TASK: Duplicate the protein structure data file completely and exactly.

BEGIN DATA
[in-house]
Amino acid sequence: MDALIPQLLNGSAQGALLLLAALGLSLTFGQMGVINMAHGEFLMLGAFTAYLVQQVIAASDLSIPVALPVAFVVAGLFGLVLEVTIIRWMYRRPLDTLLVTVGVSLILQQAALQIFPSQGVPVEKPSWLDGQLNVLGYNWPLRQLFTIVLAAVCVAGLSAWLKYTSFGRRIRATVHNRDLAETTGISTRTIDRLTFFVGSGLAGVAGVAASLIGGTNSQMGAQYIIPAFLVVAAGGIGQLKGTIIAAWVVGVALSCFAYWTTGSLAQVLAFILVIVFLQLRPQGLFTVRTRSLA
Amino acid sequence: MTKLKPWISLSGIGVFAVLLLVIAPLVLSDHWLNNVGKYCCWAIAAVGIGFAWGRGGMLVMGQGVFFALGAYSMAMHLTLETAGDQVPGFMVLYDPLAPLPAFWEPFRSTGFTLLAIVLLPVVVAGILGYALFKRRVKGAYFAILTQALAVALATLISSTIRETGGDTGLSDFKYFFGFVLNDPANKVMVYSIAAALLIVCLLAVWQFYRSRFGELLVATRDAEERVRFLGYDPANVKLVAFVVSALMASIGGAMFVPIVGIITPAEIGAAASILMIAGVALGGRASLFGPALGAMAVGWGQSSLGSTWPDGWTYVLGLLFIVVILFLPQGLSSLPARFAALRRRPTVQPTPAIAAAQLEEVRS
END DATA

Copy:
[in-house]
Amino acid sequence: MDALIPQLLNGSAQGALLLLAALGLSLTFGQMGVINMAHGEFLMLGAFTAYLVQQVIAASDLSIPVALPVAFVVAGLFGLVLEVTIIRWMYRRPLDTLLVTVGVSLILQQAALQIFPSQGVPVEKPSWLDGQLNVLGYNWPLRQLFTIVLAAVCVAGLSAWLKYTSFGRRIRATVHNRDLAETTGISTRTIDRLTFFVGSGLAGVAGVAASLIGGTNSQMGAQYIIPAFLVVAAGGIGQLKGTIIAAWVVGVALSCFAYWTTGSLAQVLAFILVIVFLQLRPQGLFTVRTRSLA
Amino acid sequence: MTKLKPWISLSGIGVFAVLLLVIAPLVLSDHWLNNVGKYCCWAIAAVGIGFAWGRGGMLVMGQGVFFALGAYSMAMHLTLETAGDQVPGFMVLYDPLAPLPAFWEPFRSTGFTLLAIVLLPVVVAGILGYALFKRRVKGAYFAILTQALAVALATLISSTIRETGGDTGLSDFKYFFGFVLNDPANKVMVYSIAAALLIVCLLAVWQFYRSRFGELLVATRDAEERVRFLGYDPANVKLVAFVVSALMASIGGAMFVPIVGIITPAEIGAAASILMIAGVALGGRASLFGPALGAMAVGWGQSSLGSTWPDGWTYVLGLLFIVVILFLPQGLSSLPARFAALRRRPTVQPTPAIAAAQLEEVRS